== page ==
Opinion

Pentagon defends its version of Jessica Lynch rescue

WASHINGTON—The Pentagon, under fire for allegedly stage-managing the rescue of U.S. Army Pfc. Jessica Lynch from an Iraqi hospital by U.S. troops, Friday defended its version of events.

"The information released publicly by U.S. Central Command and the Dept. of Defense about the rescue of PFC Lynch was provided by troops and commanders who took part in, or oversaw the operation," said a Pentagon statement. "We have no reason to doubt its accuracy and we stand by those statements."

The statement was aimed at rebutting news reports disputing the U.S. military's account of Lynch's rescue from an Iraqi hospital in Nasiriyah, an incident that enthralled the nation and made her a heroine during a difficult phase of the war.

The statement's release suggested that U.S. defense officials may be growing concerned about their credibility amid continuing questions about their assertions that deposed Iraqi dictator Saddam Hussein possessed secret stockpiles of chemical and biological weapons.

News reports have disputed the official version of the rescue. They quoted hospital doctors as saying that the U.S. rescuers had encountered no resistance and that Lynch's wounds were not as severe as U.S. officials described.

One report by the British Broadcasting Corp. quoted hospital doctors as saying that the U.S. Special Forces fired blanks and used excessive force. The report charged that the operation had been staged to buck up U.S. public morale, calling it "one of the most stunning pieces of news management ever conceived."

On Friday the Pentagon fired back: "Any suggestion that the events were staged or that we have been less than forthcoming about them is an insulting falsehood."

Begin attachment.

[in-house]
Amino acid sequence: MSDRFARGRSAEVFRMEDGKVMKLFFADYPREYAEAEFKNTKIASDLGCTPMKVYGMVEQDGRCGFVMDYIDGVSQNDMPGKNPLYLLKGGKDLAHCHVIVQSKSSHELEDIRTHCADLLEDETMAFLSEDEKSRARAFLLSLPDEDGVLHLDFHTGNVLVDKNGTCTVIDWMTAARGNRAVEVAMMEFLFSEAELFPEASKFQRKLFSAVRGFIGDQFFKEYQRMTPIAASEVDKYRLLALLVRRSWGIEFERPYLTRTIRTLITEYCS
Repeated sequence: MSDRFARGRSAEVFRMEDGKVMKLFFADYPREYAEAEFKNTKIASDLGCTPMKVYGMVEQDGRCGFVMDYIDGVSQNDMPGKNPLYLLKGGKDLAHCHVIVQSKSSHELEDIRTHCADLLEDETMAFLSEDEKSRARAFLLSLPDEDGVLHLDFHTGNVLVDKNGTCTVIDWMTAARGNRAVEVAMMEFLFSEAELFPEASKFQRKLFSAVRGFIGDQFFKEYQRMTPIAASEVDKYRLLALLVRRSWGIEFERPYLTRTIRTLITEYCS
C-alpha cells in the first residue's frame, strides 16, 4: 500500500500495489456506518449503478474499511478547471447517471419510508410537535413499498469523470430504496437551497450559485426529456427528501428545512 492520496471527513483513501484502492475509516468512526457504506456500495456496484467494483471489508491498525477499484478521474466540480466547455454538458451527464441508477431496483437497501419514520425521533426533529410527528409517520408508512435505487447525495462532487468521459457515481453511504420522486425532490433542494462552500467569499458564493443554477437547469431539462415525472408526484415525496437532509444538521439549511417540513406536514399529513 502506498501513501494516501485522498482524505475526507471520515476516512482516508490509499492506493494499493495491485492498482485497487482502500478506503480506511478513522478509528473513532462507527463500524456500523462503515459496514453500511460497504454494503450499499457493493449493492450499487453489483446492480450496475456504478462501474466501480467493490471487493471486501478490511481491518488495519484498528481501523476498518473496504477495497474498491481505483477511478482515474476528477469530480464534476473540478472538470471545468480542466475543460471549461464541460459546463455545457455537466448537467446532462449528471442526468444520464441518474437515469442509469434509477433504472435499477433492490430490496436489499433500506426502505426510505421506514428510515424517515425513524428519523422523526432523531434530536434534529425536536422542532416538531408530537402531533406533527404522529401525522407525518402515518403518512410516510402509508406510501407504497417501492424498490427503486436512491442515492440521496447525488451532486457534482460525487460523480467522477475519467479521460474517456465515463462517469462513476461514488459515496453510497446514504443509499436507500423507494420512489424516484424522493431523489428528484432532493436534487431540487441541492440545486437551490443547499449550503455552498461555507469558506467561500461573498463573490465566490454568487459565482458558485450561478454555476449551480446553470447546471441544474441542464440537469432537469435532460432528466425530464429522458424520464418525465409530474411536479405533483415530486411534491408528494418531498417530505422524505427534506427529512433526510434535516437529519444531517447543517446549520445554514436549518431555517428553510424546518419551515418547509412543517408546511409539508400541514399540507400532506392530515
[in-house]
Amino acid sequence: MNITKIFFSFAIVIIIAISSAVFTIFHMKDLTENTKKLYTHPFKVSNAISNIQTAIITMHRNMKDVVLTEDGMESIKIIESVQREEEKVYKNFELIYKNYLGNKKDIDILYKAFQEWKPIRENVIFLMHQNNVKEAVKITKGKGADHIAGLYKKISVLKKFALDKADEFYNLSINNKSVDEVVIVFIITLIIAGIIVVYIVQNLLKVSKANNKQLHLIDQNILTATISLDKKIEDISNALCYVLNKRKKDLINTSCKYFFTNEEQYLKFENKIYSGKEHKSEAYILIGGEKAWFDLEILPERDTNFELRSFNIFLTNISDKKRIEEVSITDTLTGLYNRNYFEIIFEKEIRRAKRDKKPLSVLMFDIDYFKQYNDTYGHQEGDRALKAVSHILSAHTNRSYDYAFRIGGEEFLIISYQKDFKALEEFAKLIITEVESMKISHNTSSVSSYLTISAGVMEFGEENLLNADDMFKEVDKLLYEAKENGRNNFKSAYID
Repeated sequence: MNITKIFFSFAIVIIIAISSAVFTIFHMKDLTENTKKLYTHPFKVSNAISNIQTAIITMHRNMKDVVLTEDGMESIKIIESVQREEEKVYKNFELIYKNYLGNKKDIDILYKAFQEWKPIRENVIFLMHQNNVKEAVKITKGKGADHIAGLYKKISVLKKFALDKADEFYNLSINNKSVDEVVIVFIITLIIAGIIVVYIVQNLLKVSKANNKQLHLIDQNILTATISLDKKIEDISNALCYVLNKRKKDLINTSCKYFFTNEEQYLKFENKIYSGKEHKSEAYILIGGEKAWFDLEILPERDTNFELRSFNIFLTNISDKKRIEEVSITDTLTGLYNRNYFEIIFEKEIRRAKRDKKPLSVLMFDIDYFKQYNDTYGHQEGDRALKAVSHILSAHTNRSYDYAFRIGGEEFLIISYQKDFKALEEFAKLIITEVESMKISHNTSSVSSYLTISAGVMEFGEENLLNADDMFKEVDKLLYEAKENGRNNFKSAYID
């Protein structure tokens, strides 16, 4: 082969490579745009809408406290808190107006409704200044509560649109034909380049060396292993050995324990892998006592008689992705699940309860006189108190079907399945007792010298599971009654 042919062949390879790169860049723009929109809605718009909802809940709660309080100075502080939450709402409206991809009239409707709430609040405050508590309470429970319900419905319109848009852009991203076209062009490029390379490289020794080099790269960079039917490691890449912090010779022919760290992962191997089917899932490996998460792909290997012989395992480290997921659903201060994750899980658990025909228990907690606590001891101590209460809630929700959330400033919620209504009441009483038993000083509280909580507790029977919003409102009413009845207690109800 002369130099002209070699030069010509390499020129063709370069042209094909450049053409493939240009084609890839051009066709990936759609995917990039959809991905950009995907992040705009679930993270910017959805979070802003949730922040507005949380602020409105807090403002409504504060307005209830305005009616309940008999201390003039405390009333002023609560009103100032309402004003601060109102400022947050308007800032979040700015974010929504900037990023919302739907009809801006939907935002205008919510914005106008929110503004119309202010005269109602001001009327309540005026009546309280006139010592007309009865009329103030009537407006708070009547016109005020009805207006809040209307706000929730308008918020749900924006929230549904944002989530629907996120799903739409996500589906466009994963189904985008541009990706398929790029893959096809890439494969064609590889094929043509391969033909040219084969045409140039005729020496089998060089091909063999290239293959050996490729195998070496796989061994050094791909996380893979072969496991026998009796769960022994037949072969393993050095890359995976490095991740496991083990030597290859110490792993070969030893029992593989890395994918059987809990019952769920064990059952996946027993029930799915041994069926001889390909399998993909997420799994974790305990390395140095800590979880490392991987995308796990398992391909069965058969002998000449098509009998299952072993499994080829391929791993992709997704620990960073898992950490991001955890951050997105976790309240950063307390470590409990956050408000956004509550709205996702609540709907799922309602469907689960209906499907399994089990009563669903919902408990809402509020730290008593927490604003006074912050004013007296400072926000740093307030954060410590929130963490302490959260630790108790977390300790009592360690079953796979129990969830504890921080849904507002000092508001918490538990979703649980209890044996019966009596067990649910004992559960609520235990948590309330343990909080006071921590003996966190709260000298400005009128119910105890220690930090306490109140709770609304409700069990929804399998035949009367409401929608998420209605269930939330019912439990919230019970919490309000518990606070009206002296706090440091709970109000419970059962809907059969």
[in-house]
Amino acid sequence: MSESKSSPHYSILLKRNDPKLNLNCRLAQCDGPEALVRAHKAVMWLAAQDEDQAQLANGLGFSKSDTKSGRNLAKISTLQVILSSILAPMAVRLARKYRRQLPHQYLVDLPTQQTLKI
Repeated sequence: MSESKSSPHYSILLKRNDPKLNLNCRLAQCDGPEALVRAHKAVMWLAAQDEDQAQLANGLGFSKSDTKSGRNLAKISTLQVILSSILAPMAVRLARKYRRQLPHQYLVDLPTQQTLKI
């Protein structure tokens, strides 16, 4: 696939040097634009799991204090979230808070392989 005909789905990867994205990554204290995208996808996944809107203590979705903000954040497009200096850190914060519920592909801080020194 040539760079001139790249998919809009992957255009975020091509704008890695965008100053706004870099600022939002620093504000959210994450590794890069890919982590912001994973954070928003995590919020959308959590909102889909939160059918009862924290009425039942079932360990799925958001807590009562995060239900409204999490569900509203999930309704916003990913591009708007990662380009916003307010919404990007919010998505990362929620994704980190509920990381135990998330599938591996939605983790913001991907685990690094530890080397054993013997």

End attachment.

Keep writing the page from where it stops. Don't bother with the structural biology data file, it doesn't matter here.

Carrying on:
A senior military official, speaking to Knight Ridder on condition of anonymity because details of the operation remain classified, denied that it was staged or that the U.S. Navy SEALs and Army Rangers who participated had fired blanks.

Once Lynch's location was learned "we had to move immediately with no plans and no rehearsal," he said.

The senior military official said the rescuers did encounter "minimal resistance" on the way in and out of the hospital, but he did not elaborate.

"This was a deliberate military operation based on legitimate intelligence," he said. "The area was under the control of Saddam Fedayeen; the Marine Corps had not been into that area; their front line was no closer than five blocks away. We were concerned that we would have to fight our way in, rescue the hostages and fight our way out.

"In such a situation, we go in with overwhelming force," the senior military official continued. "There was a military command post in the basement of that hospital, in clear violation" of international laws of war.

Iraqi paramilitary fighters, known as Saddam Fedayeen, captured Lynch, a 19-year-old clerk from Palestine, W.V., in a March 22 ambush after her company took a wrong turn just outside Nasiriyah in central Iraq.

Nine U.S. soldiers died. Lynch, said by the U.S. military to have suffered stab and bullet wounds and fractured limbs fighting off Iraqis, was taken to the city hospital.

Eight days later, U.S. Special Forces stormed the hospital and rescued Lynch. They also recovered the bodies of eight U.S. troops from the morgue.

U.S. Central Command, which oversaw the U.S.-led invasion of Iraq, said the rescuers engaged in firefights with Iraqis outside the hospital as they approached and left. The hospital was described as an Iraqi paramilitary base.

The Pentagon rejected requests for the full, unedited video footage of the rescue filmed by a member of the rescue party. Releasing all footage could "compromise the tactics, techniques and procedures" used by U.S. Special Forces, it said.

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